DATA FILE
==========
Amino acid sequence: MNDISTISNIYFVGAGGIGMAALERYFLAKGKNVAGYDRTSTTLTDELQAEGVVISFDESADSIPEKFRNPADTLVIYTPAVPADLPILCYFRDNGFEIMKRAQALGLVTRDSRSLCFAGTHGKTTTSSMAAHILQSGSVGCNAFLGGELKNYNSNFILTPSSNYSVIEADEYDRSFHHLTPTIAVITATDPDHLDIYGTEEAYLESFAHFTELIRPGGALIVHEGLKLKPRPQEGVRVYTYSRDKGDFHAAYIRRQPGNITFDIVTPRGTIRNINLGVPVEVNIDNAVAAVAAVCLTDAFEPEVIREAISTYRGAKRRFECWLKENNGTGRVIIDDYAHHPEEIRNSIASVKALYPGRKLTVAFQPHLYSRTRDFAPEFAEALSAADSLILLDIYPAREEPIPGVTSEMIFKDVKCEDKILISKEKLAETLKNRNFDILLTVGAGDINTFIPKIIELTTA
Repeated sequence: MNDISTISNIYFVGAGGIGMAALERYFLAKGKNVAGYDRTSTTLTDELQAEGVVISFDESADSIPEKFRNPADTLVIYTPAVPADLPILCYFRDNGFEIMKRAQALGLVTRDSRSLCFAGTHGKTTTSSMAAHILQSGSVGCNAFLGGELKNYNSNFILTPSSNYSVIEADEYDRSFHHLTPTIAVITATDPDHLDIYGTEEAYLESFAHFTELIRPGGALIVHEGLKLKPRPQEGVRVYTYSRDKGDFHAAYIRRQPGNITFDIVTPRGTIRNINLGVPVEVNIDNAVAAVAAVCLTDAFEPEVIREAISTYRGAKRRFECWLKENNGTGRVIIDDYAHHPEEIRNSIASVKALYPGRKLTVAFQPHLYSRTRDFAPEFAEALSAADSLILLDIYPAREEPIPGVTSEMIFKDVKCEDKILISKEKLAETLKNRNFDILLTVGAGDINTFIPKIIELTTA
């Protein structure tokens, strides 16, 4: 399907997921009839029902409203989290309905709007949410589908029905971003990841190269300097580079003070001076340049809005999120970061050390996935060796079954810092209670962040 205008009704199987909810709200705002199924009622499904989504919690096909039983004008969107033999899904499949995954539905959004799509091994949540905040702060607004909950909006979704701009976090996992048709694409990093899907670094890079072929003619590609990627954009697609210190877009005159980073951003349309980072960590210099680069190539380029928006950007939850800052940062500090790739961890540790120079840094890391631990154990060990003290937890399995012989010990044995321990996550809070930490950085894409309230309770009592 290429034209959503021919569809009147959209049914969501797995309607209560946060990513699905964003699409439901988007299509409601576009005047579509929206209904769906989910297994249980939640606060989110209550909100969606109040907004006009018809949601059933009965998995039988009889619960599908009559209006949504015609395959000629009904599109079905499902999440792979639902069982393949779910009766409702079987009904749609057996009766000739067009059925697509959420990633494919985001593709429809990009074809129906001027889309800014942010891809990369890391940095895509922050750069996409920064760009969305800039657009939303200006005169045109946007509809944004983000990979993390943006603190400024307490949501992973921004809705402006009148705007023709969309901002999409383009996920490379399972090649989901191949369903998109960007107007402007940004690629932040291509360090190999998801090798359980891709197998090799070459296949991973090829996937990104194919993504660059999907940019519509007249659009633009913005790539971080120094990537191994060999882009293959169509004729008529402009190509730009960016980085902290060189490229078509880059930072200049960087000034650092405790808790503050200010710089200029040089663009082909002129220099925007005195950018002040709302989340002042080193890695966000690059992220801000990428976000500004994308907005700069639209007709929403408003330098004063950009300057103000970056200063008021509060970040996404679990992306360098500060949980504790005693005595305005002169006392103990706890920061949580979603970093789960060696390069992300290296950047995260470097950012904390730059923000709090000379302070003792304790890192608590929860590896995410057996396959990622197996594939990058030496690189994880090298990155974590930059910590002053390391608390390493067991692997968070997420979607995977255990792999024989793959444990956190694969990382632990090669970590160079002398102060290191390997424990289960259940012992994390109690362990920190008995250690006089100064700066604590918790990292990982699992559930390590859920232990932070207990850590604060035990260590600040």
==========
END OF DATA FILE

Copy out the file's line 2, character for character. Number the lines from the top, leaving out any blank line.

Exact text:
Repeated sequence: MNDISTISNIYFVGAGGIGMAALERYFLAKGKNVAGYDRTSTTLTDELQAEGVVISFDESADSIPEKFRNPADTLVIYTPAVPADLPILCYFRDNGFEIMKRAQALGLVTRDSRSLCFAGTHGKTTTSSMAAHILQSGSVGCNAFLGGELKNYNSNFILTPSSNYSVIEADEYDRSFHHLTPTIAVITATDPDHLDIYGTEEAYLESFAHFTELIRPGGALIVHEGLKLKPRPQEGVRVYTYSRDKGDFHAAYIRRQPGNITFDIVTPRGTIRNINLGVPVEVNIDNAVAAVAAVCLTDAFEPEVIREAISTYRGAKRRFECWLKENNGTGRVIIDDYAHHPEEIRNSIASVKALYPGRKLTVAFQPHLYSRTRDFAPEFAEALSAADSLILLDIYPAREEPIPGVTSEMIFKDVKCEDKILISKEKLAETLKNRNFDILLTVGAGDINTFIPKIIELTTA